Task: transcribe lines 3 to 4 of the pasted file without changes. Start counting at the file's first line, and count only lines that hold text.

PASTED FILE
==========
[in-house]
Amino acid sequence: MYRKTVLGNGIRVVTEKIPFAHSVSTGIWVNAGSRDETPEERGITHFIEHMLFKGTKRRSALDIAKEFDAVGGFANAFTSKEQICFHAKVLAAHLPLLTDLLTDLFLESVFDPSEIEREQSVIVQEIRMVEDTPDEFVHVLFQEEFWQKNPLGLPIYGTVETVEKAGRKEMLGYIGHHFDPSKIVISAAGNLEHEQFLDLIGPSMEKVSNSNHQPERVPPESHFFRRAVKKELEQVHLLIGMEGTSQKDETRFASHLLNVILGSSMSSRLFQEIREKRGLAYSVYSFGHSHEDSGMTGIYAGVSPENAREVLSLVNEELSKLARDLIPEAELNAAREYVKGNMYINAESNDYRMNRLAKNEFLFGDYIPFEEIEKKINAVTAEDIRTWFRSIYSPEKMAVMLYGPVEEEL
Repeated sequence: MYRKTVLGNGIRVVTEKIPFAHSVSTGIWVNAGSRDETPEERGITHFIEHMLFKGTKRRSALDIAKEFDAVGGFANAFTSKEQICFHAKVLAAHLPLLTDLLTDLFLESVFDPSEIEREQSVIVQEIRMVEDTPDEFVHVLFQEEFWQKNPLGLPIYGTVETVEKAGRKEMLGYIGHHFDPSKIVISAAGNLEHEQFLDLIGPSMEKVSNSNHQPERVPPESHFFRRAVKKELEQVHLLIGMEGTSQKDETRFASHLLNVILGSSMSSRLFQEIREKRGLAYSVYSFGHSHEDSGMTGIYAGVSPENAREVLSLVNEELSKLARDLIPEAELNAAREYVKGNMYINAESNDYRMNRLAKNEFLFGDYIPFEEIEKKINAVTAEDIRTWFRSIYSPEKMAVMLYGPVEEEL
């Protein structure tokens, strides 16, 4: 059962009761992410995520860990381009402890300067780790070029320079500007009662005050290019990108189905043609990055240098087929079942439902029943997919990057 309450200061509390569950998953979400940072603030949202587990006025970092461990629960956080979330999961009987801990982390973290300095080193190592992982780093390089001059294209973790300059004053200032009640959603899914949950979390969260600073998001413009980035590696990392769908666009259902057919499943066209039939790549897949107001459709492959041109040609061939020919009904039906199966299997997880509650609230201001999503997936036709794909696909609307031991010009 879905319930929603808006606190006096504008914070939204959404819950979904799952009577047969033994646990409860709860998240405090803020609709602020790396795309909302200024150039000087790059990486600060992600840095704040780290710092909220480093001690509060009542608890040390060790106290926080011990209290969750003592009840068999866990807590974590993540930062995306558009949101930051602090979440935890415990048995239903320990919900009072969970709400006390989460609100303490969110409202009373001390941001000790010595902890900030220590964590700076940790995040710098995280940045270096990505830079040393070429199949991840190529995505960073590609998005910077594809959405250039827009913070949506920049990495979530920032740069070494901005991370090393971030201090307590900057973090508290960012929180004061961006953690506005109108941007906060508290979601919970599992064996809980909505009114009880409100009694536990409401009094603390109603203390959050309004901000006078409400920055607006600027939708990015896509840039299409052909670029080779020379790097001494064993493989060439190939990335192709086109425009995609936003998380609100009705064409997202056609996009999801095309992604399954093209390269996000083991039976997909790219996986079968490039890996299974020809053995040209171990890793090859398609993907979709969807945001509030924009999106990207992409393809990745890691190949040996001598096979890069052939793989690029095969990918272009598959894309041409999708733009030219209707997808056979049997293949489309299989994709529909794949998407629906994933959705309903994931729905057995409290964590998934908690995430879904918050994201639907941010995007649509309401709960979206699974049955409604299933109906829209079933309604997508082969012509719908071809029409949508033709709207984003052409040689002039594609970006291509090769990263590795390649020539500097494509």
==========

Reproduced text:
Repeated sequence: MYRKTVLGNGIRVVTEKIPFAHSVSTGIWVNAGSRDETPEERGITHFIEHMLFKGTKRRSALDIAKEFDAVGGFANAFTSKEQICFHAKVLAAHLPLLTDLLTDLFLESVFDPSEIEREQSVIVQEIRMVEDTPDEFVHVLFQEEFWQKNPLGLPIYGTVETVEKAGRKEMLGYIGHHFDPSKIVISAAGNLEHEQFLDLIGPSMEKVSNSNHQPERVPPESHFFRRAVKKELEQVHLLIGMEGTSQKDETRFASHLLNVILGSSMSSRLFQEIREKRGLAYSVYSFGHSHEDSGMTGIYAGVSPENAREVLSLVNEELSKLARDLIPEAELNAAREYVKGNMYINAESNDYRMNRLAKNEFLFGDYIPFEEIEKKINAVTAEDIRTWFRSIYSPEKMAVMLYGPVEEEL
């Protein structure tokens, strides 16, 4: 059962009761992410995520860990381009402890300067780790070029320079500007009662005050290019990108189905043609990055240098087929079942439902029943997919990057 309450200061509390569950998953979400940072603030949202587990006025970092461990629960956080979330999961009987801990982390973290300095080193190592992982780093390089001059294209973790300059004053200032009640959603899914949950979390969260600073998001413009980035590696990392769908666009259902057919499943066209039939790549897949107001459709492959041109040609061939020919009904039906199966299997997880509650609230201001999503997936036709794909696909609307031991010009 879905319930929603808006606190006096504008914070939204959404819950979904799952009577047969033994646990409860709860998240405090803020609709602020790396795309909302200024150039000087790059990486600060992600840095704040780290710092909220480093001690509060009542608890040390060790106290926080011990209290969750003592009840068999866990807590974590993540930062995306558009949101930051602090979440935890415990048995239903320990919900009072969970709400006390989460609100303490969110409202009373001390941001000790010595902890900030220590964590700076940790995040710098995280940045270096990505830079040393070429199949991840190529995505960073590609998005910077594809959405250039827009913070949506920049990495979530920032740069070494901005991370090393971030201090307590900057973090508290960012929180004061961006953690506005109108941007906060508290979601919970599992064996809980909505009114009880409100009694536990409401009094603390109603203390959050309004901000006078409400920055607006600027939708990015896509840039299409052909670029080779020379790097001494064993493989060439190939990335192709086109425009995609936003998380609100009705064409997202056609996009999801095309992604399954093209390269996000083991039976997909790219996986079968490039890996299974020809053995040209171990890793090859398609993907979709969807945001509030924009999106990207992409393809990745890691190949040996001598096979890069052939793989690029095969990918272009598959894309041409999708733009030219209707997808056979049997293949489309299989994709529909794949998407629906994933959705309903994931729905057995409290964590998934908690995430879904918050994201639907941010995007649509309401709960979206699974049955409604299933109906829209079933309604997508082969012509719908071809029409949508033709709207984003052409040689002039594609970006291509090769990263590795390649020539500097494509």